What do these images, which artfully but simply show us the size, position, texture and immediate surroundings of each stone or monument, reveal about the artists resting beneath them? The answer varies widely and often tells us more about the relatives or friends who chose them than of the subjects, who after all mostly had no say in the matter. As you will see, the graves fall into categories. Those most alike in design are the ones located in military cemeteries, and there are quite a few of those. There are sturdy and simply designed graves. It is a pleasure to see Duke Ellington's simple but elegant stone or Ben Webster’s beautiful natural rock, with just his name and dates.
Of course, the graves of the far too many great jazz folk who died too young are touching. The sad ones are the overgrown and neglected and even marker-less graves, like those of Bud Powell, Serge Chaloff and Grant Green.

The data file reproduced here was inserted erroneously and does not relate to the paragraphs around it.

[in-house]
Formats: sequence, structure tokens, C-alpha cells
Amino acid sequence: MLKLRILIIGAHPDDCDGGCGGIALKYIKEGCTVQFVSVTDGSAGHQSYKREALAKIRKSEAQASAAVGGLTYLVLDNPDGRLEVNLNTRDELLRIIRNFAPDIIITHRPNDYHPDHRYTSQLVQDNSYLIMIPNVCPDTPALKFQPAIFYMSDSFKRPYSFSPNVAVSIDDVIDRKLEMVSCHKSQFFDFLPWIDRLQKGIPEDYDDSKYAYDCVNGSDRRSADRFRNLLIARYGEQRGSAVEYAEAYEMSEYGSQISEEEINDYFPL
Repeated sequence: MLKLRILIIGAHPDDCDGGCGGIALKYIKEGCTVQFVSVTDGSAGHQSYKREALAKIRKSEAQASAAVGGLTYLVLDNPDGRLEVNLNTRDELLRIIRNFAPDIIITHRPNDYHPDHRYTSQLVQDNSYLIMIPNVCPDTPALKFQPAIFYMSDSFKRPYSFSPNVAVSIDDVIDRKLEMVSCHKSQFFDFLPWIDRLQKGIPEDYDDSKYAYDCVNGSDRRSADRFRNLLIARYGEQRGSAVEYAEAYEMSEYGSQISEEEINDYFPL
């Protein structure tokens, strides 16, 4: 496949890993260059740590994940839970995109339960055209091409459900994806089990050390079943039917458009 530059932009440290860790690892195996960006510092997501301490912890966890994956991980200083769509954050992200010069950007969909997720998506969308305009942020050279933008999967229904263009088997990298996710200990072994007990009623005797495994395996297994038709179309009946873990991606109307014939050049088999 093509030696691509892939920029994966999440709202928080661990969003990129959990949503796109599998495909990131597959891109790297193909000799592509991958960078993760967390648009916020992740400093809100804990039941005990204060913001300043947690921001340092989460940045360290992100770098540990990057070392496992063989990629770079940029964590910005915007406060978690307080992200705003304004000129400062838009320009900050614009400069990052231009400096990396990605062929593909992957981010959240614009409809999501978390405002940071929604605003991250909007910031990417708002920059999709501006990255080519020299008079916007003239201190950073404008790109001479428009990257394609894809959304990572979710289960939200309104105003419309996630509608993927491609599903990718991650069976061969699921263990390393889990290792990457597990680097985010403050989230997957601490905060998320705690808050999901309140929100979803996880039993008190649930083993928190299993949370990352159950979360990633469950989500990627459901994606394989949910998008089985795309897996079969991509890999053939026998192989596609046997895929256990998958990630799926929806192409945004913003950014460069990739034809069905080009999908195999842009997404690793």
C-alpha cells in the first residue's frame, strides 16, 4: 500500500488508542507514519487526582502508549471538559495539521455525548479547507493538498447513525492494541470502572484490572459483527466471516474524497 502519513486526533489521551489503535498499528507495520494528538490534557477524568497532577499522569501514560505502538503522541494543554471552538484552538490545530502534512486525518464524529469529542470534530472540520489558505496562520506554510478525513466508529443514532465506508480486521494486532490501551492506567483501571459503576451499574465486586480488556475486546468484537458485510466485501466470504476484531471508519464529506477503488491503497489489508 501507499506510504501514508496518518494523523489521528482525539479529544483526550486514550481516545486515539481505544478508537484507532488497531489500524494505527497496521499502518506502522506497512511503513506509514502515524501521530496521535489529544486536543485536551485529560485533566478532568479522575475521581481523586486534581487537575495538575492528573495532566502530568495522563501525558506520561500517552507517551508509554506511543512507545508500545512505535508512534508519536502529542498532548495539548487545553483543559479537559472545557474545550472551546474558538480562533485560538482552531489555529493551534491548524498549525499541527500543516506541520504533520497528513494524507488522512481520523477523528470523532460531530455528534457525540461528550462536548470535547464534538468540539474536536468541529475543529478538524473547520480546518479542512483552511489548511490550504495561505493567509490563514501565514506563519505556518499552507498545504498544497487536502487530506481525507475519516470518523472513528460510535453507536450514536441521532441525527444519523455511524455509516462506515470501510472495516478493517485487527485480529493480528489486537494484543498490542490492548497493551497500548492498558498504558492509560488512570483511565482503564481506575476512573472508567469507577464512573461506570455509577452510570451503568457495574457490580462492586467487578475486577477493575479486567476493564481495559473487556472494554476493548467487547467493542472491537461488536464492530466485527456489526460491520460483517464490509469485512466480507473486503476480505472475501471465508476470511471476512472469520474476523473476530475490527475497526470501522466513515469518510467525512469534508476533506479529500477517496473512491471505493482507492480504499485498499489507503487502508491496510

Jazz lives is a unique photo book. Through the photographs and the biographies of Scott Yanow, jazz critic and journalist, it tells the story of the life and death of the greatest jazz musicians the world has ever known.
‘Sometimes grand, sometimes strange, sometimes sad, often moving and always interesting’ – From the foreword by Dan Morgenstern, Director of the Institute of Jazz Studies at Rutgers University